It’s a pattern that I repeat over and over again as well, although I’m getting much better at it, and Kelly has helped me along as well. But every situation is different. I have a buddy who would help me at the drop of hat if I really need help with something I can’t do myself. I know this. So if he calls and needs me to do something for him, I am unable to say no, no matter what I have planned for myself. But even with others, why is it so hard to put ourselves first? Why do we feel guilty about it?
Thankfully I don’t have this problem with work. I can walk away from the office and let it go completely. My personal life though, with friends and family, not the same story at all.

Julie said...

I thought of Patti's post this morning, when I asked for a refund at the dentist's office. (I'll spare the story, but my referral visit was supposed to be free, and I didnt stand up for myself the first time and paid the small fee.)

I also stopped by to make sure you didn't fall into the sink hole this am..-:)

Rick Hamrick said...

Thanks to all for not only stopping by, but writing your thoughts when you did!

O--I hope you had a nice rest and awoke ready to get after it again today!

Patti--You would be my third younger sister...welcome to the menagerie.

Syl--I'm glad for you that you already have learned to walk away from work and carry no burden with you (except that new Blackberry!). I have the opposite problem, as I can more-easily set boundries with family than I can with work. I need more confidence in my own standing instead of acting like some poor creature afraid of losing his job.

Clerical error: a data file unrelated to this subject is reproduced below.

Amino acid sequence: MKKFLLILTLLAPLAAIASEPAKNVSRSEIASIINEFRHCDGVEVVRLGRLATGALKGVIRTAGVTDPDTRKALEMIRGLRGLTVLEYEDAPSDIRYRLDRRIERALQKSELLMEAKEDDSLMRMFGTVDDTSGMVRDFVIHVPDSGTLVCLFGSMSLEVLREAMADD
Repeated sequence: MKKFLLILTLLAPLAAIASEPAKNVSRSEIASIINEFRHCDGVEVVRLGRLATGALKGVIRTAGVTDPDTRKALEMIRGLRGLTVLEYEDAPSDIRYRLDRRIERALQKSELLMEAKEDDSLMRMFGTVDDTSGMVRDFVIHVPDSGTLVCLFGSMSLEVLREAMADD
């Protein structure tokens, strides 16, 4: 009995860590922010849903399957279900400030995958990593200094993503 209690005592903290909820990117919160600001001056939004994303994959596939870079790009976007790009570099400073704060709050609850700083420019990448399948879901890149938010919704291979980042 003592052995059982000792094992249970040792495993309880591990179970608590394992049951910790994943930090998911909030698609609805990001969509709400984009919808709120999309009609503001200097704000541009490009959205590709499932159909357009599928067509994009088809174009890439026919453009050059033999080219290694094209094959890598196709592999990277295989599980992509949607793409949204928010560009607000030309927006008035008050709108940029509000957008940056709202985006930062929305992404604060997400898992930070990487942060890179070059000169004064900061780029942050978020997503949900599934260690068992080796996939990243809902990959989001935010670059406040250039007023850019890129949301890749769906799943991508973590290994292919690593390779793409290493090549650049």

Julie--I am blessed to work only four miles from home, and there is a nice neighborhood street that runs straight to my office. So, I don't get on the highway, and I miss all the excitement such as sinkholes or big-rig rollovers, or multi-car pileups.

ladybug said...

We all sing the same song sometimes don't we?

Thanks for your post and your thoughts that continue to inspire us! ;)

Anonymous said...

This is exactly, exactly, exactly what I'm thinking about today and what is jumping out at me from every magazine article and blog post.

Angela said...

What a great post, Rick. It's my opinion that there are times when it's perfectly appropriate to put aside our own needs for someone elses. But if it becomes a habitual pattern -that will be when the problems arise. I think that's what you were saying anyway.

Rick Hamrick said...

Kelly--sometimes, the universe gets pretty unsubtle in its messages to us, doesn't it?

Angela--you have it exactly right. We have to use our own discernment to decide who to help, when. The problem I was decrying is that, for many people, our own needs never enter the equation. Or, as you put it, placing our needs last becomes habitual.

Helping people is one of the best avenues to improving our own mental outlook, raising our self-esteem, and generally making us feel better. For those benefits, I would never propose that we pull back into some narcisistic, "me me me" view at all.

We all seek, whether we are conscious of it or not, balance in our lives which, in this case, is between being all giving all the time, or all self-centered all the time. This post pointed out one extreme we can avoid if we work at it.

Thanks for visiting and commenting, ladies!